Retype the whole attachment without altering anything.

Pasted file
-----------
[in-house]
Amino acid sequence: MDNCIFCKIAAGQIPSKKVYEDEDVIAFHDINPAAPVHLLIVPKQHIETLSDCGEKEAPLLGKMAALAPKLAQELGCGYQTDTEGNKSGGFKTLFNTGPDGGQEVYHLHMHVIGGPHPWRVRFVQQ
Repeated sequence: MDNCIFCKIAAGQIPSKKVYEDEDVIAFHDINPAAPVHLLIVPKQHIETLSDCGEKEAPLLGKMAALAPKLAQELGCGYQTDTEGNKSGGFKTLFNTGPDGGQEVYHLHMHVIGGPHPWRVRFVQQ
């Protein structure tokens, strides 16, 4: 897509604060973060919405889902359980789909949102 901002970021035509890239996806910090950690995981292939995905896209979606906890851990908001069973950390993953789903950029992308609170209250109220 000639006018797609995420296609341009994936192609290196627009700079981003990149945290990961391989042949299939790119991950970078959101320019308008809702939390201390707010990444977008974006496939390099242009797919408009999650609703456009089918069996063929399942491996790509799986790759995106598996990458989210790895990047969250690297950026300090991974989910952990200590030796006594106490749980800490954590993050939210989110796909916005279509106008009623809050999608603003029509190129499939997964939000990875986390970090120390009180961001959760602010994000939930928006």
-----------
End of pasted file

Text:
[in-house]
Amino acid sequence: MDNCIFCKIAAGQIPSKKVYEDEDVIAFHDINPAAPVHLLIVPKQHIETLSDCGEKEAPLLGKMAALAPKLAQELGCGYQTDTEGNKSGGFKTLFNTGPDGGQEVYHLHMHVIGGPHPWRVRFVQQ
Repeated sequence: MDNCIFCKIAAGQIPSKKVYEDEDVIAFHDINPAAPVHLLIVPKQHIETLSDCGEKEAPLLGKMAALAPKLAQELGCGYQTDTEGNKSGGFKTLFNTGPDGGQEVYHLHMHVIGGPHPWRVRFVQQ
């Protein structure tokens, strides 16, 4: 897509604060973060919405889902359980789909949102 901002970021035509890239996806910090950690995981292939995905896209979606906890851990908001069973950390993953789903950029992308609170209250109220 000639006018797609995420296609341009994936192609290196627009700079981003990149945290990961391989042949299939790119991950970078959101320019308008809702939390201390707010990444977008974006496939390099242009797919408009999650609703456009089918069996063929399942491996790509799986790759995106598996990458989210790895990047969250690297950026300090991974989910952990200590030796006594106490749980800490954590993050939210989110796909916005279509106008009623809050999608603003029509190129499939997964939000990875986390970090120390009180961001959760602010994000939930928006």